p.value the p-value of the test. conf.int a confidence interval for the odds ratio. Only present in the $2 \times 2$ case and if argument
conf.int = TRUE.
estimate an estimate of the odds ratio. Note that the conditional Maximum Likelihood Estimate (MLE) rather than the unconditional MLE (the sample odds ratio) is used. Only present in the $2 \times 2$ case. null.value the odds ratio under the null,
or. Only present in the $2 \times 2$ case.
alternative a character string describing the alternative hypothesis. method the character string
"Fisher's Exact Test for Count Data".
data.name a character string giving the names of the data.
Agresti, A. (1990) Categorical data analysis. New York: Wiley. Pages 59--66.
Agresti, A. (2002) Categorical data analysis. Second edition. New York: Wiley. Pages 91--101.
Fisher, R. A. (1935) The logic of inductive inference. Journal of the Royal Statistical Society Series A 98, 39--54.
Fisher, R. A. (1962) Confidence limits for a cross-product ratio. Australian Journal of Statistics 4, 41.
Fisher, R. A. (1970) Statistical Methods for Research Workers. Oliver & Boyd.
Mehta, C. R. and Patel, N. R. (1986) Algorithm 643. FEXACT: A Fortran subroutine for Fisher's exact test on unordered $r*c$ contingency tables. ACM Transactions on Mathematical Software, 12, 154--161.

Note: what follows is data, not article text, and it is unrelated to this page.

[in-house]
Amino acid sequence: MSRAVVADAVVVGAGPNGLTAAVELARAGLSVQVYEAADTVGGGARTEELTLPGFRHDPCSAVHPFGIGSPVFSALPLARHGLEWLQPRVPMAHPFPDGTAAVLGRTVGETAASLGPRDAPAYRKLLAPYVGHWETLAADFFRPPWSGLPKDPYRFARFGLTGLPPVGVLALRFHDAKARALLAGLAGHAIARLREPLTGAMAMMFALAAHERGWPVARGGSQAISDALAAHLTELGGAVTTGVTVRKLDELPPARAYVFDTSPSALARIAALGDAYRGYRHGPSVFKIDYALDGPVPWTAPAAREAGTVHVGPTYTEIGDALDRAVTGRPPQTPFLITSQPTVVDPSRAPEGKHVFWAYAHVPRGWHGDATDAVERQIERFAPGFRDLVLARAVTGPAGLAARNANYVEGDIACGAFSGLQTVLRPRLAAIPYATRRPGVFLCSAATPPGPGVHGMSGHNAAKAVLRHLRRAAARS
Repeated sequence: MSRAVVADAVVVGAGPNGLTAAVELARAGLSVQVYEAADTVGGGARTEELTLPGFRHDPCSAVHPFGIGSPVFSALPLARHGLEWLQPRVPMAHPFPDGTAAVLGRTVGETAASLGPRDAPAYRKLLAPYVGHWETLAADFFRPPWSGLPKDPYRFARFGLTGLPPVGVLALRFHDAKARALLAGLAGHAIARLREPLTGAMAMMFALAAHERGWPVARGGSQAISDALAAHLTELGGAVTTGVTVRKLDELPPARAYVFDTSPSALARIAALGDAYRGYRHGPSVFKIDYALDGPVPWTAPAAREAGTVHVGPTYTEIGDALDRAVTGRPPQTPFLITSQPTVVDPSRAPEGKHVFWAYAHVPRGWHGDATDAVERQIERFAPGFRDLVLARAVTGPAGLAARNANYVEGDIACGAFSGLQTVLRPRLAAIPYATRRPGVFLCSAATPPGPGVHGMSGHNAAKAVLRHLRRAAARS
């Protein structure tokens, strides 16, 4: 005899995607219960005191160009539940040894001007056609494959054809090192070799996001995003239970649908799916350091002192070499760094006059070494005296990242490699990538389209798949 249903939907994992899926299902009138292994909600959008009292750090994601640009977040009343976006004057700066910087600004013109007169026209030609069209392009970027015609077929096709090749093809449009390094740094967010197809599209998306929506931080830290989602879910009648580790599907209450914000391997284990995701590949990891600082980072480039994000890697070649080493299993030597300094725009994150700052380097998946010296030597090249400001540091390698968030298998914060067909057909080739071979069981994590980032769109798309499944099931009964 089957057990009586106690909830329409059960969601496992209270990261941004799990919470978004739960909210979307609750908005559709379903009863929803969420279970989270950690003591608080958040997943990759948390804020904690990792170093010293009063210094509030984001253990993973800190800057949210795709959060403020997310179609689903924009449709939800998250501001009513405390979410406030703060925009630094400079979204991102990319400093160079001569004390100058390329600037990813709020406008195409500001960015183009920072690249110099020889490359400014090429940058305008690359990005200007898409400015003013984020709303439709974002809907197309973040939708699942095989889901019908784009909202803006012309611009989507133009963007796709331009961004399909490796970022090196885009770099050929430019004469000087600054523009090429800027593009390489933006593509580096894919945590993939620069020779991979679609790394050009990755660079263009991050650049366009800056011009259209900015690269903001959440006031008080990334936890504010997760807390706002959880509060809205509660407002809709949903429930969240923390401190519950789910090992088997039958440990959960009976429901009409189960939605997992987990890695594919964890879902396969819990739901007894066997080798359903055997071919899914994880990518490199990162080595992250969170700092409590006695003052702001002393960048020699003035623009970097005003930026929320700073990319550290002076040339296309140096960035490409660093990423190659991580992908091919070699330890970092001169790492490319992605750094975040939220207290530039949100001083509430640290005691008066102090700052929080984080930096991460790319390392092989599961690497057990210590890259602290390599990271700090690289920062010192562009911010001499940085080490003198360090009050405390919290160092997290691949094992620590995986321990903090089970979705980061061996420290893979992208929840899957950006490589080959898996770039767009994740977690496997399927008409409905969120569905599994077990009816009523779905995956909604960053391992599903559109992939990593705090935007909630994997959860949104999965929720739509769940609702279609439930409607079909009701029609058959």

Clarkson, D. B., Fan, Y. and Joe, H. (1993) A Remark on Algorithm 643: FEXACT: An Algorithm for Performing Fisher's Exact Test in $r \times c$ Contingency Tables. ACM Transactions on Mathematical Software, 19, 484--488.
Patefield, W. M. (1981) Algorithm AS159. An efficient method of generating r x c tables with given row and column totals. Applied Statistics 30, 91--97.
fisher.exact in package
## Agresti (1990, p. 61f; 2002, p. 91) Fisher's Tea Drinker ## A British woman claimed to be able to distinguish whether milk or ## tea was added to the cup first. To test, she was given 8 cups of ## tea, in four of which milk was added first. The null hypothesis ## is that there is no association between the true order of pouring ## and the woman's guess, the alternative that there is a positive ## association (that the odds ratio is greater than 1). TeaTasting <- matrix(c(3, 1, 1, 3), nrow = 2, dimnames = list(Guess = c("Milk", "Tea"), Truth = c("Milk", "Tea"))) fisher.test(TeaTasting, alternative = "greater") ## => p = 0.2429, association could not be established ## Fisher (1962, 1970), Criminal convictions of like-sex twins Convictions <- matrix(c(2, 10, 15, 3), nrow = 2, dimnames = list(c("Dizygotic", "Monozygotic"), c("Convicted", "Not convicted"))) Convictions fisher.test(Convictions, alternative = "less") fisher.test(Convictions, conf.int = FALSE) fisher.test(Convictions, conf.level = 0.95)$conf.int fisher.test(Convictions, conf.level = 0.99)$conf.int ## A r x c table Agresti (2002, p. 57) Job Satisfaction Job <- matrix(c(1,2,1,0, 3,3,6,1, 10,10,14,9, 6,7,12,11), 4, 4, dimnames = list(income = c("< 15k", "15-25k", "25-40k", "> 40k"), satisfaction = c("VeryD", "LittleD", "ModerateS", "VeryS"))) fisher.test(Job) fisher.test(Job, simulate.p.value = TRUE, B = 1e5)